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"LOL, She Couldn't Even Move" Awful Texts Revealed at Steubenville Rape Trial

The alleged victim had no memory her assault, but the defense says that doesn't matter.
 
 
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Photo Credit: SHUTTERSTOCK.COM

 

On the second day of the Steubenville, Ohio rape trial, thousands of messages from seventeen confiscated phones helped to piece together the disturbing evening when a sixteen-year-old Jane Doe was allegedly raped by local football stars Trent Mays, 17, and Ma’Lik Richmond, 16. Now, the court will begin to piece together the events of the night the same way the victim learned what happened to her: From the gossip and pictures sent around town via text messages and social media.

"It was an extraordinary level of evidence and detail,"  Katie Hanna of the Ohio Alliance to End Sexual Assault said of Wednesday’s testimony, "I've never heard of anything like it."

The prosecution alleges that, at a football party last summer, the West Virginia girl who multiple witnesses have described as incapacitated to the point of incoherence and unconsciousness lay shirtless on a yard, vomiting, while a group of guys offered $3 to piss on her. Next, she was allegedly sexually assaulted multiple times, ranging from digital penetration to attempted oral rape. Photographs taken during the assault, as well as a video in which a witness described the “dead girl” as “so raped,” were distributed throughout the town.

As Jane Doe tried to learn what happened to her, the boys shared their alleged sexual assault with each other through texts and e-mails.

“Hey buddy...you want to send me that pic because you love me?” one boy texted Mays, while Jane's Doe friend commented about the same photo, "If that is [semen] on you that is [expletive] crazy.”

"I hate my life....I don't even know what the [expletive] happened to me,” the victim texted, along with, "Wait I think I was drugged. I have no memory from after I left ... I swear to God I don't remember doing anything with them. I remember hearing Trent's voice telling me to do something, but I said no," and "I wasn't being a slut. They were taking advantage of me.”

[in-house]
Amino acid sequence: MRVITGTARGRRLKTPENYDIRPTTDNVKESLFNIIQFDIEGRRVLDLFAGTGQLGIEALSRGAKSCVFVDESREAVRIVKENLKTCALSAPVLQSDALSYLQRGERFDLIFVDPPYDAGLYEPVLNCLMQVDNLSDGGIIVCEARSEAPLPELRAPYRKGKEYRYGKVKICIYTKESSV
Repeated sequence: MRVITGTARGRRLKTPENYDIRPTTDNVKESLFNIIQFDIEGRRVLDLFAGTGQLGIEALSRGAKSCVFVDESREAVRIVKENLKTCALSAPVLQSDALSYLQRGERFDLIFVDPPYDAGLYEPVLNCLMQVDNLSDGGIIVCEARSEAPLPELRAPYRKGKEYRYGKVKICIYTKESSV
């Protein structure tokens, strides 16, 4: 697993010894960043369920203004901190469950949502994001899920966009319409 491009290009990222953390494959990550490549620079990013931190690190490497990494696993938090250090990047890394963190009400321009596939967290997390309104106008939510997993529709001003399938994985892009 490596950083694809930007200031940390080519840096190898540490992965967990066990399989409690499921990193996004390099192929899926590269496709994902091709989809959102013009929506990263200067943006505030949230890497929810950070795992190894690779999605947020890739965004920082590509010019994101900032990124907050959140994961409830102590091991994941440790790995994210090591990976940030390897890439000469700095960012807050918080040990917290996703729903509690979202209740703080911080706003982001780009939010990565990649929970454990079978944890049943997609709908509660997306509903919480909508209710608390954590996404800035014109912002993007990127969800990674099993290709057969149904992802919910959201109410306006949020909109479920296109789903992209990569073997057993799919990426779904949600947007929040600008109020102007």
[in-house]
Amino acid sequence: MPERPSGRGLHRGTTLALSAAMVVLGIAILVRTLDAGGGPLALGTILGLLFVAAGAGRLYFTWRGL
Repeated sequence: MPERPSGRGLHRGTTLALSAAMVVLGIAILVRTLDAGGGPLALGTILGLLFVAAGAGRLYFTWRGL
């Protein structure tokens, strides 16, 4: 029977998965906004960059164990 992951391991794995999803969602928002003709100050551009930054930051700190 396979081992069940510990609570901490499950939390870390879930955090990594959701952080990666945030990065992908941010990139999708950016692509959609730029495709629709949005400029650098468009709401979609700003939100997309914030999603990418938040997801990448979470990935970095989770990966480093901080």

The defense will hinge not on whether the alleged victim consented, but whether Trent and Mays knew she was too incapacitated to do so. Arguably, the trial will come down to whether Jane Doe is seen as a victim.

It is abundantly clear, however, that the alleged victim had no memory of what happened to her, and therefore could not have possibly consented.

"OK, tell me right now what the [expletive] happened last night and don't lie to me," she wrote to Mays. "We need to talk about this right now."

"And don't lie about anything. I need to know the truth. People keep asking. Idk (I don't know) what to say.”

Mays told her ‘nothing happened,’ but that she performed a “sex act” on him and “that’s it.”

Later, he texted a friend, "I'm pissed all I got was a hand job, though. I should have raped since everyone thinks I did."

"Why the f--- would you let that happen. Seriously, you have no f---ing respect. People are telling me so much s--t, why the f--- would you take my clothes off in front of everyone. You shouldn't have let that happen," she wrote.

When one friend called Mays “a felon” and warned him not to send photos around, he responded “not really.” Nonetheless, Mays replied to friends asking how he could have had sex with "a dead girl" with "LOL, she couldn't even move."

Even after the case heated up and the gravity of the allegations became more clear, Mays didn't stop laughing. "Oh, LOL. Hello cops," he wrote to a friend who warned him to delete texts and photographs. Then, when a friend asked Mays what Reno Coach Saccoccia (who was rumored to have tried to shield the boys from trouble and criticized for hardly reprimanding them) said about the alleged rape, Mays texted “Nothing really...Going to stay in for awhile. LOL. And next time [someone is] into something, suspended for three games.”

"But I feel he took care of it for us," he wrote, "Like, he was joking about it, so I'm not worried."

He also said, "I got Reno. He took care of it and [expletive] ain't going to happen, even if they did take it to court."

Kristen Gwynne is an associate editor and drug policy reporter at AlterNet.  Follow her on Twitter: @KristenGwynne

 
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